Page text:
The “Crushing Tall Poppies” blog addressed this dilemma in a recent post, “Not the Underdog, Yet, the Underdog.” The author, Celi Trépanier, is a former teacher and a SENG (Supporting Emotional Needs of the Gifted) facilitator. She argues that it’s human nature to give additional support and encouragement to children who are struggling, but points out that this can translate to neglect of well-adjusted, high-performing kids in school. She writes:

Cutting down the tall poppies does not level the playing field; it promotes an unfair and inequitable situation. What many seem to forget is gifted children are human and they are children—children who have feelings, who have flaws, and who can also have physical and learning disabilities. Gifted children, like all children, need positive feedback, encouragement, and they need to be nurtured and supported like every other child. When support, encouragement and positive feedback is denied to a gifted child based on the assumption he or she probably does not need anything more, they grow up feeling left out and shunned.

And so we go into awards season, my child hopeful, me filled with the dread of another disappointment, of trying to explain once again why her success isn’t enough to earn her the recognition she craves.

Urge our senators to support gifted research

March 20, 2015 Leave a comment

Would you give ten minutes to support gifted education?

Here’s how: E-mail our U.S. senators in support of continued funding for the Javits Gifted and Talented Students Education Act.

Javits Act funding supports research into how gifted students learn, and how we can improve teaching methods.

Senators Chuck Grassley (R-Iowa) and Bob Casey (D-Pennsylvania) have written a letter to the Appropriations Subcommittee on Labor-HHS-Education, asking that the 2016 budget continue to fund the Javits Act.

Showing support for Javits funding is crucial, because previous budgets have cut or eliminated it. Although Javits funding was as high as $11 million a year in the early 2000s, it dropped to $7.5 million per year later that decade, and was cut out entirely for the years 2010-2013. In 2014, Congress allocated $5 million to Javits, and in the 2015 budget, thanks to the leadership of Senator Barbara Mikulski of Maryland, gifted research was funded at $10 million.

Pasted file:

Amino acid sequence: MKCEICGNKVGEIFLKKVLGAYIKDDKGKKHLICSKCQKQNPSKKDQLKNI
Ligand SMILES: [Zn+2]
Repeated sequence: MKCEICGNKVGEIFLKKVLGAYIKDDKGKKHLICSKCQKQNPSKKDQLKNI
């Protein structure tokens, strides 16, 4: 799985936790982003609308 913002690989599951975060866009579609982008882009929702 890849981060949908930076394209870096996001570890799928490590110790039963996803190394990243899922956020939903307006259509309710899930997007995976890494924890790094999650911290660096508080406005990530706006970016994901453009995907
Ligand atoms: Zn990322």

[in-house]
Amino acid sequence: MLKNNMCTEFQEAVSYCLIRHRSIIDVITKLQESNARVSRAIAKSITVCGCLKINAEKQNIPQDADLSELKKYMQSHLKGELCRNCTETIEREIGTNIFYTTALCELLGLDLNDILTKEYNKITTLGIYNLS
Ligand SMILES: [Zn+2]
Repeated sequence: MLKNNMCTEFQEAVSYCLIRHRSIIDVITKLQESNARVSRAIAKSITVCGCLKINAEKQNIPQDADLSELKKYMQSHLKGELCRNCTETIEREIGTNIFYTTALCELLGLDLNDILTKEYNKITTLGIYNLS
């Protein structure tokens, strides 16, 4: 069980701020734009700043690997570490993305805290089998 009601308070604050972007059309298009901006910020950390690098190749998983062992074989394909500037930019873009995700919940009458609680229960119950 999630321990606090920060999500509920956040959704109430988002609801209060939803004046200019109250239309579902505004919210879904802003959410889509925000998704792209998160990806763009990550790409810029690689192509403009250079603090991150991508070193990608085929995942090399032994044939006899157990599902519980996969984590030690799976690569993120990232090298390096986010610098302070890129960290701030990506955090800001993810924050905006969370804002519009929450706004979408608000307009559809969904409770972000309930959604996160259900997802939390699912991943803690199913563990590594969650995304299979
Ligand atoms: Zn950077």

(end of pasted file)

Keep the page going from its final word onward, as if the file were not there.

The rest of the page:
Don’t let Javits funding get slashed or eliminated again in the next budget.

Your letter to our senators can be short and simple. My suggestion:

  1. Open with the call to action: to sign the Grassley-Casey letter in support of Javits funding.
  2. State your connection to gifted education. For example, that you have a gifted child, or you teach gifted children.
  3. Voice your support for research to ensure that gifted children are well served by our schools.
  4. Restate the call to action.

Send an e-mail to U.S. Senator Johnny Isakson

Send an e-mail to U.S. Senator David Perdue

We need to take action on this by March 26, 2015.

Gifted kids are a minority. They need our advocacy.

Categories: Advocacy and policy

Incoming Ga. superintendent seeks student advisers

January 7, 2015 Leave a comment

Here’s a chance for your gifted student to have his or her voice heard, and to advocate for better gifted education in our schools:

[The following is a press release from the Georgia Department of Education]

Superintendent-elect Woods Seeks Student Advisers

MEDIA CONTACT: Matt Cardoza, GaDOE Communications Office, (404) 651-7358, mcardoza@gadoe.org or Meghan Frick, GaDOE Communications Office, (404) 656-5594, mfrick@doe.k12.ga.us

INTERESTED STUDENTS: Ron Culver: rculver@doe.k12.ga.us

Link to application

January 5, 2015 — State School Superintendent-elect Richard Woods is accepting applications for the 2015 Student Advisory Council.

The members of the Student Advisory Council meet three times during the school year with the State School Superintendent to discuss how decisions made at the state level are affecting students throughout Georgia. Members are advisers and act as liaisons between the Department of Education and the students of Georgia. Superintendent-elect Woods will be conducting the meetings, which will also feature various DOE personnel providing further information.

“Meeting with students and getting their advice will be a top priority of mine as State School Superintendent,” said Superintendent-elect Woods. “I am committed to making decisions that are in the best interests of our students, and hearing from them directly is how I can ensure that happens.”

All students in grades 7-12 are eligible to apply. Meetings will be held in February, March and early May (dates are subject to change). Applicants should be able to attend all meetings.

To be eligible for the Council, applications must be received by Friday, January 16, 2014.

 

 

 

Categories: Advocacy and policy